however, you shall not: do anything likely to impair, interfere with or damage or cause harm or distress to any persons, or the network; do anything that will infringe any Intellectual Property Rights or other rights of Mondaq or any third party; or use the Website, Services and/or Content otherwise than in accordance with these Terms; use any trade marks or service marks of Mondaq or the Contributors, or do anything which may be seen to take unfair advantage of the reputation and goodwill of Mondaq or the Contributors, or the Website, Services and/or Content.

Mondaq reserves the right, in its sole discretion, to take any action that it deems necessary and appropriate in the event it considers that there is a breach or threatened breach of the Terms.

Mondaq’s Rights and Obligations

Unless otherwise expressly set out to the contrary, nothing in these Terms shall serve to transfer from Mondaq to you, any Intellectual Property Rights owned by and/or licensed to Mondaq and all rights, title and interest in and to such Intellectual Property Rights will remain exclusively with Mondaq and/or its licensors.

Mondaq shall use its reasonable endeavours to make the Website and Services available to you at all times, but we cannot guarantee an uninterrupted and fault free service.

Mondaq reserves the right to make changes to the services and/or the Website or part thereof, from time to time, and we may add, remove, modify and/or vary any elements of features and functionalities of the Website or the services.

Mondaq also reserves the right from time to time to monitor your Use of the Website and/or services.


The Content is general information only. It is not intended to constitute legal advice or seek to be the complete and comprehensive statement of the law, nor is it intended to address your specific requirements or provide advice on which reliance should be placed. Mondaq and/or its Contributors and other suppliers make no representations about the suitability of the information contained in the Content for any purpose. All Content provided "as is" without warranty of any kind. Mondaq and/or its Contributors and other suppliers hereby exclude and disclaim all representations, warranties or guarantees with regard to the Content, including all implied warranties and conditions of merchantability, fitness for a particular purpose, title and non-infringement. To the maximum extent permitted by law, Mondaq expressly excludes all representations, warranties, obligations, and liabilities arising out of or in connection with all Content. In no event shall Mondaq and/or its respective suppliers be liable for any special, indirect or consequential damages or any damages whatsoever resulting from loss of use, data or profits, whether in an action of contract, negligence or other tortious action, arising out of or in connection with the use of the Content or performance of Mondaq’s Services.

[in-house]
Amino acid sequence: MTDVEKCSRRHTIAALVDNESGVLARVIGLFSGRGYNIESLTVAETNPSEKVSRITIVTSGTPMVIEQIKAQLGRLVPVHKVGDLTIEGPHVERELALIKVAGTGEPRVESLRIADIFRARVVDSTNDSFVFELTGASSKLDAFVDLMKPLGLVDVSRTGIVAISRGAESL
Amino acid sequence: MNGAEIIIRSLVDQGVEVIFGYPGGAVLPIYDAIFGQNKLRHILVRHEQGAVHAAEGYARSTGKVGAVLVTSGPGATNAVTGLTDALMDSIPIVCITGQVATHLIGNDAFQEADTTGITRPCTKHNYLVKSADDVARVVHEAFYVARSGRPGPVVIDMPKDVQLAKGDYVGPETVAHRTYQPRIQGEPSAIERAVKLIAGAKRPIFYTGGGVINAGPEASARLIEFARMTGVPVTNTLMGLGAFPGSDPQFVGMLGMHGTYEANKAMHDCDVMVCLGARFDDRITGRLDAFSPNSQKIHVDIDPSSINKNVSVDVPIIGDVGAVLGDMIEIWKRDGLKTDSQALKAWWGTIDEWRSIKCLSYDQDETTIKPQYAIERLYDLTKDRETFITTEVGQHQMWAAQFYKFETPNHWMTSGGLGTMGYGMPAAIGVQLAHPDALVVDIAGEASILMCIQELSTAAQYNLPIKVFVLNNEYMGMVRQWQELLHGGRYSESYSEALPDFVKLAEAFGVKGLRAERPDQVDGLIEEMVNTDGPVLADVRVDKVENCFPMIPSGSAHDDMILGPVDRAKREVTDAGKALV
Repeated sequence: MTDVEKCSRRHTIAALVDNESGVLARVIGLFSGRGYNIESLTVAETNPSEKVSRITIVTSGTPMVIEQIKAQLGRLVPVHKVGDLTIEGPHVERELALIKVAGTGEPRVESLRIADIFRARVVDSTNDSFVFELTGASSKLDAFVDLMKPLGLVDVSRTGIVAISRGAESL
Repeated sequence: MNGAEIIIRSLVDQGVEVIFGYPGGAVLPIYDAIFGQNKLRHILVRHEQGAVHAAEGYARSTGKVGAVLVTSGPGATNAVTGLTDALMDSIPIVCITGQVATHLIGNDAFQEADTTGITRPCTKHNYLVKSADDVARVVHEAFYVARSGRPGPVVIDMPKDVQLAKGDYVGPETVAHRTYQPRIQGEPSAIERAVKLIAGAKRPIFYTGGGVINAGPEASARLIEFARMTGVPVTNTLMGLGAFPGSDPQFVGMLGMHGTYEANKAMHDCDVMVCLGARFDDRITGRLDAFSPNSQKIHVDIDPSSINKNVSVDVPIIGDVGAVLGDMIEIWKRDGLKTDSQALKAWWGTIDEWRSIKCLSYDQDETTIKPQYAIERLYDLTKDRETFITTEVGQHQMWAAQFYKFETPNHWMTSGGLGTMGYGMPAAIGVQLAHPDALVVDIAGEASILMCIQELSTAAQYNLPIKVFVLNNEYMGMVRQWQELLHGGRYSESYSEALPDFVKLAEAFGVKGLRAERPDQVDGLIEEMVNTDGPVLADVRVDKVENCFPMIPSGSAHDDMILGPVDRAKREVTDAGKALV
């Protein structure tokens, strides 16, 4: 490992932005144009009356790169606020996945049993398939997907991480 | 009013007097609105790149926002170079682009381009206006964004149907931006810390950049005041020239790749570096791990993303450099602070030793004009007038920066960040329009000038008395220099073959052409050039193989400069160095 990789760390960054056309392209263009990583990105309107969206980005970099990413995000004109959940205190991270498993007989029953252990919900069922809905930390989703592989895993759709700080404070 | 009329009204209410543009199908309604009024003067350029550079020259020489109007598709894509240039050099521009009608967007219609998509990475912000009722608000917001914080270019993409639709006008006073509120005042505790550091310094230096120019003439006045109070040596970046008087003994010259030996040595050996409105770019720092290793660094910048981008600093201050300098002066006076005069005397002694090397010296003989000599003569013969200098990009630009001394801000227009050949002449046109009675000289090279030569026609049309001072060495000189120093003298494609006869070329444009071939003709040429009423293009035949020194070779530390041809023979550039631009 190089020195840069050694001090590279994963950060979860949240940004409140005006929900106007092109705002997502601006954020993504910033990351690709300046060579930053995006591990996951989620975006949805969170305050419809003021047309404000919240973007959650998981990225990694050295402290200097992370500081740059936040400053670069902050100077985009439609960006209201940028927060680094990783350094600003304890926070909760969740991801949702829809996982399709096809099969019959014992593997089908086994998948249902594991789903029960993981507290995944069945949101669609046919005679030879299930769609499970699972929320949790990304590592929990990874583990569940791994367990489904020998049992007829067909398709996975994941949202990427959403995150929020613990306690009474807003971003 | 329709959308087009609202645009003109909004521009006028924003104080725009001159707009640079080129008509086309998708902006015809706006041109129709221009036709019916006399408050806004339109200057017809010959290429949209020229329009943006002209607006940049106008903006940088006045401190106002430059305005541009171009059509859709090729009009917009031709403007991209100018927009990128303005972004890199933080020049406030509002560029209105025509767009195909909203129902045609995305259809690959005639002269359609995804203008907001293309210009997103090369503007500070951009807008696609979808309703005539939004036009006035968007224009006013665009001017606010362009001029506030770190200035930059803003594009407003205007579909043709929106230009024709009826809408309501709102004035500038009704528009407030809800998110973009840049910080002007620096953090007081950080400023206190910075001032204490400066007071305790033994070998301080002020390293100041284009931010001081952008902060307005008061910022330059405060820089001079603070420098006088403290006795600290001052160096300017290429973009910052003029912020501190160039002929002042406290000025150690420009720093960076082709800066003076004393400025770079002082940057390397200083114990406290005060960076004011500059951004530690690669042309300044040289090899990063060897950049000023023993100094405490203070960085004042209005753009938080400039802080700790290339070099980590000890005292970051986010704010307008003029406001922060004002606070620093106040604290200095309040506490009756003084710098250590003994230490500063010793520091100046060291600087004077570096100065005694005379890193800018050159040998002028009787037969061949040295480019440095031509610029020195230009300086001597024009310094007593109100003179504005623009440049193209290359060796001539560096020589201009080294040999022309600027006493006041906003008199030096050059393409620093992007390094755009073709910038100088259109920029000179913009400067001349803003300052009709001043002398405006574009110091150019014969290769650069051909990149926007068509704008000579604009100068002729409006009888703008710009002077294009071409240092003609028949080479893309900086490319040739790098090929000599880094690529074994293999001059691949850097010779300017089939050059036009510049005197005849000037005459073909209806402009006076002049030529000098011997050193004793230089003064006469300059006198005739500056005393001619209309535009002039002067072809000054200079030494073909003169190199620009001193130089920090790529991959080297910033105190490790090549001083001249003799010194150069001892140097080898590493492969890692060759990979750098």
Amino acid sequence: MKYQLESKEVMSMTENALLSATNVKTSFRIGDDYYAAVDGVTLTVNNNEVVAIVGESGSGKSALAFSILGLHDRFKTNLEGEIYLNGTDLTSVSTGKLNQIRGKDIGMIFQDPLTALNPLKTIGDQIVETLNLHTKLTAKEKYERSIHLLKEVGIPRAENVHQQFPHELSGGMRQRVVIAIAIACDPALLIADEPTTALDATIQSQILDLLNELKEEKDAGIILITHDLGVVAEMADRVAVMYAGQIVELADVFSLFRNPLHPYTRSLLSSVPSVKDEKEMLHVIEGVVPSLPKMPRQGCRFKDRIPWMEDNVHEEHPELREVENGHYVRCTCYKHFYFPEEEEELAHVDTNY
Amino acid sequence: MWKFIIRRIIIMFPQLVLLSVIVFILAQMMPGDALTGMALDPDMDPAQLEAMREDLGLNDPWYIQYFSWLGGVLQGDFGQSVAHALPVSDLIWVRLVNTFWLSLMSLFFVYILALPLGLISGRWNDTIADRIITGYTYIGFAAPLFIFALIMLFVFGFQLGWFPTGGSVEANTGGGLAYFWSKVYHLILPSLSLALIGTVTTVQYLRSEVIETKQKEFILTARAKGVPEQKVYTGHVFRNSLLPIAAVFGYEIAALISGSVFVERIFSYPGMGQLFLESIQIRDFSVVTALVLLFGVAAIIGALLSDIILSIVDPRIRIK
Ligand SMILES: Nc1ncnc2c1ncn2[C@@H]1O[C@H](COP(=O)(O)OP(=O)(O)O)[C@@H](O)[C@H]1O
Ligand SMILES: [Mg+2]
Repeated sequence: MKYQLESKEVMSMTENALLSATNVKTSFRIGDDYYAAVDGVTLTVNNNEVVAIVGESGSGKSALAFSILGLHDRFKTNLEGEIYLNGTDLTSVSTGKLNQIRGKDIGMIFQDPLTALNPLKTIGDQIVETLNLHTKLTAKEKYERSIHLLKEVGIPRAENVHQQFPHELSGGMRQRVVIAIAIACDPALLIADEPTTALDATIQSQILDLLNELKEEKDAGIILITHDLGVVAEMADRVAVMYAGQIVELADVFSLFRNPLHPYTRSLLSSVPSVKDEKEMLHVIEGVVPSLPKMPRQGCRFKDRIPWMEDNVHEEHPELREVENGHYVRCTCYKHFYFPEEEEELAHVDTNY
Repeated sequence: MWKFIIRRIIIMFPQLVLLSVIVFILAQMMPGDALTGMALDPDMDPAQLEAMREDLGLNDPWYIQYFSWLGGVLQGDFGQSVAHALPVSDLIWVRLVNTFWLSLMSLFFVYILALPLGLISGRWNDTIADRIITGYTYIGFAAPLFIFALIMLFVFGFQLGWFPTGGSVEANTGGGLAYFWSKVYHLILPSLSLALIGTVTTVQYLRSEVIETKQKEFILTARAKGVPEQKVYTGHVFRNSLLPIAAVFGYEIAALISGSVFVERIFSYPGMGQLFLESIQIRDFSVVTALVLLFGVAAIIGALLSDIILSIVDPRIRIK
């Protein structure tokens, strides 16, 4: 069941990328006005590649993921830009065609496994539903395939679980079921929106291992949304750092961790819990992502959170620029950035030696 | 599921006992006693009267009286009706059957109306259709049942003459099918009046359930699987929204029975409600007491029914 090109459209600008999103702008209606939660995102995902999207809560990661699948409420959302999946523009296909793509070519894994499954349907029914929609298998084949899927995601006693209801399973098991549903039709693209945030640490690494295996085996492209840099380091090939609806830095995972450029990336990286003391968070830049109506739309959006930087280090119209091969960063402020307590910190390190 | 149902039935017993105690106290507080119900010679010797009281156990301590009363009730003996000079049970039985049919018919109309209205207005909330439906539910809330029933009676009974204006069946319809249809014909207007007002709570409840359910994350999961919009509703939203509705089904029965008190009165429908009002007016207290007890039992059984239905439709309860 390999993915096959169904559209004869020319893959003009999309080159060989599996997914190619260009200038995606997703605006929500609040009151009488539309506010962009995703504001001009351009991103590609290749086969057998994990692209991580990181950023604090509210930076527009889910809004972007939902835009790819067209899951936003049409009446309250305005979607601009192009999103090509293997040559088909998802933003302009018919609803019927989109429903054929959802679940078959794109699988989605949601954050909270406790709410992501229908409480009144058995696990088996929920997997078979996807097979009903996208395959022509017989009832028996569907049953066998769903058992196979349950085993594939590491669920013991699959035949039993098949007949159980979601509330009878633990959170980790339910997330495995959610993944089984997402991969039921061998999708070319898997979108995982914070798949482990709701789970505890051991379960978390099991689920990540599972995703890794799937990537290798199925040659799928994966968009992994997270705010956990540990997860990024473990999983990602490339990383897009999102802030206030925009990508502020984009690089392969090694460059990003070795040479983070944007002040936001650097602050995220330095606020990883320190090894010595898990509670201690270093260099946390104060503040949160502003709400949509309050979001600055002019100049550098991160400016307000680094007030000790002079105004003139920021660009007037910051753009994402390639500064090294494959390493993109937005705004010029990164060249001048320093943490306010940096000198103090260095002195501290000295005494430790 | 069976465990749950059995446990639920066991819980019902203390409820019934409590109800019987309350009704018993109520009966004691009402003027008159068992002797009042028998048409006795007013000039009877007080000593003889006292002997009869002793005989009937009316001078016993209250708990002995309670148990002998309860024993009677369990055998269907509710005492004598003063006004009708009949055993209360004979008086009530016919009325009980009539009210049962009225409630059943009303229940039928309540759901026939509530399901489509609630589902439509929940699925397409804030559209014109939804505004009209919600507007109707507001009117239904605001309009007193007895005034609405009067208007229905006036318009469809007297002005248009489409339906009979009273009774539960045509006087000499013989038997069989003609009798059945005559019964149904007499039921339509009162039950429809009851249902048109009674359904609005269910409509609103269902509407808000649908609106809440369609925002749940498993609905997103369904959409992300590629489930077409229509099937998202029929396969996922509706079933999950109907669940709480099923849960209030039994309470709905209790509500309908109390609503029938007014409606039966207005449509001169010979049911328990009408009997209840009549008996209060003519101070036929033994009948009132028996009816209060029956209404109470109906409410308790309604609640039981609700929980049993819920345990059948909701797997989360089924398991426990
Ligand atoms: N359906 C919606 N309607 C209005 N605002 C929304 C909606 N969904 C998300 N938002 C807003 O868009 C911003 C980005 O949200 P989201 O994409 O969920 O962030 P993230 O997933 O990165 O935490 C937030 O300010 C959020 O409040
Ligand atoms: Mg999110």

Mondaq may alter or amend these Terms by amending them on the Website. By continuing to Use the Services and/or the Website after such amendment, you will be deemed to have accepted any amendment to these Terms.

These Terms shall be governed by and construed in accordance with the laws of England and Wales and you irrevocably submit to the exclusive jurisdiction of the courts of England and Wales to settle any dispute which may arise out of or in connection with these Terms. If you live outside the United Kingdom, English law shall apply only to the extent that English law shall not deprive you of any legal protection accorded in accordance with the law of the place where you are habitually resident ("Local Law"). In the event English law deprives you of any legal protection which is accorded to you under Local Law, then these terms shall be governed by Local Law and any dispute or claim arising out of or in connection with these Terms shall be subject to the non-exclusive jurisdiction of the courts where you are habitually resident.

You may print and keep a copy of these Terms, which form the entire agreement between you and Mondaq and supersede any other communications or advertising in respect of the Service and/or the Website.

No delay in exercising or non-exercise by you and/or Mondaq of any of its rights under or in connection with these Terms shall operate as a waiver or release of each of your or Mondaq’s right. Rather, any such waiver or release must be specifically granted in writing signed by the party granting it.

If any part of these Terms is held unenforceable, that part shall be enforced to the maximum extent permissible so as to give effect to the intent of the parties, and the Terms shall continue in full force and effect.

Mondaq shall not incur any liability to you on account of any loss or damage resulting from any delay or failure to perform all or any part of these Terms if such delay or failure is caused, in whole or in part, by events, occurrences, or causes beyond the control of Mondaq. Such events, occurrences or causes will include, without limitation, acts of God, strikes, lockouts, server and network failure, riots, acts of war, earthquakes, fire and explosions.

By clicking Register you state you have read and agree to our Terms and Conditions